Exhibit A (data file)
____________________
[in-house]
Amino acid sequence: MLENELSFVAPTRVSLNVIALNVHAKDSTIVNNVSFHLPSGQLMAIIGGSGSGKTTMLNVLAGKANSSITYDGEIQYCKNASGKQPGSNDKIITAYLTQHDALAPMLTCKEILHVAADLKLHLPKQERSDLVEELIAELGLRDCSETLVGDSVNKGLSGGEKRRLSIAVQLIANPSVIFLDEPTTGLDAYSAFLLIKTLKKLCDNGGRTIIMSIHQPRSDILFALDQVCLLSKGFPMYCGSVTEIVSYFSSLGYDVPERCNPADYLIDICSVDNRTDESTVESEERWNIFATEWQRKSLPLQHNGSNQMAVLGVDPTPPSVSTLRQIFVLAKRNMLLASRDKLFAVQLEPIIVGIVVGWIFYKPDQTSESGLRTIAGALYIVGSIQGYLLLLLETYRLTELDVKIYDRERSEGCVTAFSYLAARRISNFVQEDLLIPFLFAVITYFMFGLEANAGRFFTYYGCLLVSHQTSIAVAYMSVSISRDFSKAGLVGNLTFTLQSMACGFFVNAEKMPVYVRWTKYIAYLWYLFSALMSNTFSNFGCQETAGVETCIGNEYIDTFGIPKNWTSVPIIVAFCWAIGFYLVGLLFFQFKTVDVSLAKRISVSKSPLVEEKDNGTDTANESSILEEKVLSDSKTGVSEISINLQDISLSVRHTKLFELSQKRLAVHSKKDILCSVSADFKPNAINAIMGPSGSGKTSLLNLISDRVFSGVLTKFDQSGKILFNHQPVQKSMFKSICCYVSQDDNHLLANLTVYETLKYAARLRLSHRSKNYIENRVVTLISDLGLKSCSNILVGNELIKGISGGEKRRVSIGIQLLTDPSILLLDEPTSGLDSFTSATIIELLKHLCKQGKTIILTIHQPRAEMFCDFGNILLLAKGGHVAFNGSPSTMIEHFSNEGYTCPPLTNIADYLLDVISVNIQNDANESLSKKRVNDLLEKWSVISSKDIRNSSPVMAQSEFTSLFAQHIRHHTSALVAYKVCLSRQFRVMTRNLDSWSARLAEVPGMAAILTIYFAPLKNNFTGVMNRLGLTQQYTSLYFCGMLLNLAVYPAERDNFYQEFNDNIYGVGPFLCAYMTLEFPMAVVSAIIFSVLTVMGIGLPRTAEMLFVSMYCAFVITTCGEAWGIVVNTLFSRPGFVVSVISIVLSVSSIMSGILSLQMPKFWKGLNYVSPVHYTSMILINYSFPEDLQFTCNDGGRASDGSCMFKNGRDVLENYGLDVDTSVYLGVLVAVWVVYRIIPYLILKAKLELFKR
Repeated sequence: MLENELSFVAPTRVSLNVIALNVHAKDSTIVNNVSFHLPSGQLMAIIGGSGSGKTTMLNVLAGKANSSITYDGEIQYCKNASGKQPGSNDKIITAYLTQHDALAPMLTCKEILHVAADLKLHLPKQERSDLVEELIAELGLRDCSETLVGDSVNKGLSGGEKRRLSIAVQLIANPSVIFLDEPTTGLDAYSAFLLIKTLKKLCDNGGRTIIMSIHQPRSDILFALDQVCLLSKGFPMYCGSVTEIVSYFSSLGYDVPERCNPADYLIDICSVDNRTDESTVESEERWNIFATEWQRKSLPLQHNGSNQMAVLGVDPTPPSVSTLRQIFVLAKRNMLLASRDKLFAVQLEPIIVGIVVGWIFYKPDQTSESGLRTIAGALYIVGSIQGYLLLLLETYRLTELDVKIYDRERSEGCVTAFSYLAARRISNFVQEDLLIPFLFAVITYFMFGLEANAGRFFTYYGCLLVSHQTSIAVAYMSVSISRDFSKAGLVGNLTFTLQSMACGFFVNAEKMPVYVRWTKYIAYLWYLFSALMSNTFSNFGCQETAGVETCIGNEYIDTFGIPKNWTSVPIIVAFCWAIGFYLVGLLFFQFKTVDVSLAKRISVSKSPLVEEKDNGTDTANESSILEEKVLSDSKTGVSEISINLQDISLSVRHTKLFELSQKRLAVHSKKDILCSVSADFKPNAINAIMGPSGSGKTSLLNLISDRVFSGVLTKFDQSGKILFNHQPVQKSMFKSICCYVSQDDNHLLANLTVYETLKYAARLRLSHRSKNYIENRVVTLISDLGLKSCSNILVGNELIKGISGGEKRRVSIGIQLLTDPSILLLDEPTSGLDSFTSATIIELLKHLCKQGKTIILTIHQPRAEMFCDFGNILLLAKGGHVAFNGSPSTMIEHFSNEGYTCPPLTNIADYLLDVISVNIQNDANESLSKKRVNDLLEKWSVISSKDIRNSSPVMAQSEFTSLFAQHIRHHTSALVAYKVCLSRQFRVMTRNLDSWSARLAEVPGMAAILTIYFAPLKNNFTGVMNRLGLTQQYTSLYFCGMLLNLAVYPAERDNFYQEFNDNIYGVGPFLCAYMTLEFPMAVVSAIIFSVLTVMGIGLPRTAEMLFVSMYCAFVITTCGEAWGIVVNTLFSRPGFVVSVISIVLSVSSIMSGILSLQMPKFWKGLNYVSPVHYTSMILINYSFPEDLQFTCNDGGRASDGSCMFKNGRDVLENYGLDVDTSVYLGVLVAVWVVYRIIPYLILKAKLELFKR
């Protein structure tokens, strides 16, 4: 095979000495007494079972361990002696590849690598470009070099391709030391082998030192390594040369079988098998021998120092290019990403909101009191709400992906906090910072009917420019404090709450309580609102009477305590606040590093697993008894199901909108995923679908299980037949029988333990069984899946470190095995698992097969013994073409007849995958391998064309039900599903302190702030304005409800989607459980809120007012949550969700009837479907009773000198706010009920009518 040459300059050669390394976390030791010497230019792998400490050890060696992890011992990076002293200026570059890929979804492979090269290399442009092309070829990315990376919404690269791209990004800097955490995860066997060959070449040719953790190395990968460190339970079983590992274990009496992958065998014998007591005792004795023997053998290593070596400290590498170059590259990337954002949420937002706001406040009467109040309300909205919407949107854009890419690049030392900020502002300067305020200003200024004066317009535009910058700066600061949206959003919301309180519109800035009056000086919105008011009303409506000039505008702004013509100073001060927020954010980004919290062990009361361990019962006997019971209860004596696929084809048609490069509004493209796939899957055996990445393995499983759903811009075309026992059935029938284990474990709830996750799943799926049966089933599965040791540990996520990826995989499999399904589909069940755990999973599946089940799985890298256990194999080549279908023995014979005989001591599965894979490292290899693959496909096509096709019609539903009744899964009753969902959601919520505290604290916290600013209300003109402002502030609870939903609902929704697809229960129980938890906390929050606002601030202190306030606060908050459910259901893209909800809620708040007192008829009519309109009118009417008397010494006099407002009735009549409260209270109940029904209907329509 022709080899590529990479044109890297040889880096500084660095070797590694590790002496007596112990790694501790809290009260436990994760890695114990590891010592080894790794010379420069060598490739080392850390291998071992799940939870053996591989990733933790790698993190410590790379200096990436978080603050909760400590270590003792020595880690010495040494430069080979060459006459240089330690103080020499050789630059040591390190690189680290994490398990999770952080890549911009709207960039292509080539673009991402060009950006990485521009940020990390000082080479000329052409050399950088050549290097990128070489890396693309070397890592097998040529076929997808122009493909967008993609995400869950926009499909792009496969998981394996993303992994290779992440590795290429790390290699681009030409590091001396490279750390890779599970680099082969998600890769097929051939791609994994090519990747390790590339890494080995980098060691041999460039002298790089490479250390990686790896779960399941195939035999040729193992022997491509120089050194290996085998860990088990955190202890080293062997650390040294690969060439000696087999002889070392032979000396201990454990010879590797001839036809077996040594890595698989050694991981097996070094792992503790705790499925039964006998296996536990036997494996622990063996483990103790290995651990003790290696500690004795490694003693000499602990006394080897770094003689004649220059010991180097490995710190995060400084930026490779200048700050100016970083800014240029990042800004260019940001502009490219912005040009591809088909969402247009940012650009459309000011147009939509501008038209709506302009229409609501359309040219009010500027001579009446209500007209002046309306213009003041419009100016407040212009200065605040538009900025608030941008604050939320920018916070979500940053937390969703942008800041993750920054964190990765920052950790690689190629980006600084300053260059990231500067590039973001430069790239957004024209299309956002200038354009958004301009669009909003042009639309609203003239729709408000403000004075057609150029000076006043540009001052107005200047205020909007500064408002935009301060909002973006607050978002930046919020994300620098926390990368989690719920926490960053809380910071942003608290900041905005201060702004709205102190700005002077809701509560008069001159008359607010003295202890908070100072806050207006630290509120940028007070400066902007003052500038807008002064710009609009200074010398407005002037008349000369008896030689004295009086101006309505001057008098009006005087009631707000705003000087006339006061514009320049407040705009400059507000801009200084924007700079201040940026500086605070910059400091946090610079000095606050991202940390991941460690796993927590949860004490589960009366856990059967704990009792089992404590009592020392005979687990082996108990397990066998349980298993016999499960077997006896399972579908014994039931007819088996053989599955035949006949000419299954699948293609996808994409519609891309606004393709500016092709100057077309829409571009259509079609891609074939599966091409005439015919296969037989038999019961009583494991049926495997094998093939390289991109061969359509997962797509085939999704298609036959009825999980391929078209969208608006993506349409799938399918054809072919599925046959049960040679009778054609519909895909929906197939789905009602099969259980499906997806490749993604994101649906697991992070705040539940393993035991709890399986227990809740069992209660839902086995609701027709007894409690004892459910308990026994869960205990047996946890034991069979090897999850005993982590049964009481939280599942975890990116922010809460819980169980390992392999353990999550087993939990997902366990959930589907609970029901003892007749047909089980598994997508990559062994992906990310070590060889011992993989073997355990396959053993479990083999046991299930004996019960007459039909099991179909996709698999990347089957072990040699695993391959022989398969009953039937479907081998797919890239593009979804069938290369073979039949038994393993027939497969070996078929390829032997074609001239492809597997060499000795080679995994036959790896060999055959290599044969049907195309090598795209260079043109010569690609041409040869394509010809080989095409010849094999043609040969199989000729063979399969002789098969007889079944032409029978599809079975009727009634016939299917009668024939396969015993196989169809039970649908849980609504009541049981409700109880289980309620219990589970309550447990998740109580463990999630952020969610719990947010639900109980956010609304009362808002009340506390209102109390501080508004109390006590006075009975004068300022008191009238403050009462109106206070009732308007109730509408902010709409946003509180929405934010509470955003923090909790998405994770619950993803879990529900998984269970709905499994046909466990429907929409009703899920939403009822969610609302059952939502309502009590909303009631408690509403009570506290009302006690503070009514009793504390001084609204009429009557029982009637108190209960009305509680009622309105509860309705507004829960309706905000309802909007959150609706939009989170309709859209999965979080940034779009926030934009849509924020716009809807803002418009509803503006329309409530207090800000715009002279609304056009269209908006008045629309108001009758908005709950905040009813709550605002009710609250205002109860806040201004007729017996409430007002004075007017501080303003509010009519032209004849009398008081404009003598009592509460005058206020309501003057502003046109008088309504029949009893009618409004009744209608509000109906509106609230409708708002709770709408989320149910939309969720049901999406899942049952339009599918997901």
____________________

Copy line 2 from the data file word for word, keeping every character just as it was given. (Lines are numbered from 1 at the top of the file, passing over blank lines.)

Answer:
Amino acid sequence: MLENELSFVAPTRVSLNVIALNVHAKDSTIVNNVSFHLPSGQLMAIIGGSGSGKTTMLNVLAGKANSSITYDGEIQYCKNASGKQPGSNDKIITAYLTQHDALAPMLTCKEILHVAADLKLHLPKQERSDLVEELIAELGLRDCSETLVGDSVNKGLSGGEKRRLSIAVQLIANPSVIFLDEPTTGLDAYSAFLLIKTLKKLCDNGGRTIIMSIHQPRSDILFALDQVCLLSKGFPMYCGSVTEIVSYFSSLGYDVPERCNPADYLIDICSVDNRTDESTVESEERWNIFATEWQRKSLPLQHNGSNQMAVLGVDPTPPSVSTLRQIFVLAKRNMLLASRDKLFAVQLEPIIVGIVVGWIFYKPDQTSESGLRTIAGALYIVGSIQGYLLLLLETYRLTELDVKIYDRERSEGCVTAFSYLAARRISNFVQEDLLIPFLFAVITYFMFGLEANAGRFFTYYGCLLVSHQTSIAVAYMSVSISRDFSKAGLVGNLTFTLQSMACGFFVNAEKMPVYVRWTKYIAYLWYLFSALMSNTFSNFGCQETAGVETCIGNEYIDTFGIPKNWTSVPIIVAFCWAIGFYLVGLLFFQFKTVDVSLAKRISVSKSPLVEEKDNGTDTANESSILEEKVLSDSKTGVSEISINLQDISLSVRHTKLFELSQKRLAVHSKKDILCSVSADFKPNAINAIMGPSGSGKTSLLNLISDRVFSGVLTKFDQSGKILFNHQPVQKSMFKSICCYVSQDDNHLLANLTVYETLKYAARLRLSHRSKNYIENRVVTLISDLGLKSCSNILVGNELIKGISGGEKRRVSIGIQLLTDPSILLLDEPTSGLDSFTSATIIELLKHLCKQGKTIILTIHQPRAEMFCDFGNILLLAKGGHVAFNGSPSTMIEHFSNEGYTCPPLTNIADYLLDVISVNIQNDANESLSKKRVNDLLEKWSVISSKDIRNSSPVMAQSEFTSLFAQHIRHHTSALVAYKVCLSRQFRVMTRNLDSWSARLAEVPGMAAILTIYFAPLKNNFTGVMNRLGLTQQYTSLYFCGMLLNLAVYPAERDNFYQEFNDNIYGVGPFLCAYMTLEFPMAVVSAIIFSVLTVMGIGLPRTAEMLFVSMYCAFVITTCGEAWGIVVNTLFSRPGFVVSVISIVLSVSSIMSGILSLQMPKFWKGLNYVSPVHYTSMILINYSFPEDLQFTCNDGGRASDGSCMFKNGRDVLENYGLDVDTSVYLGVLVAVWVVYRIIPYLILKAKLELFKR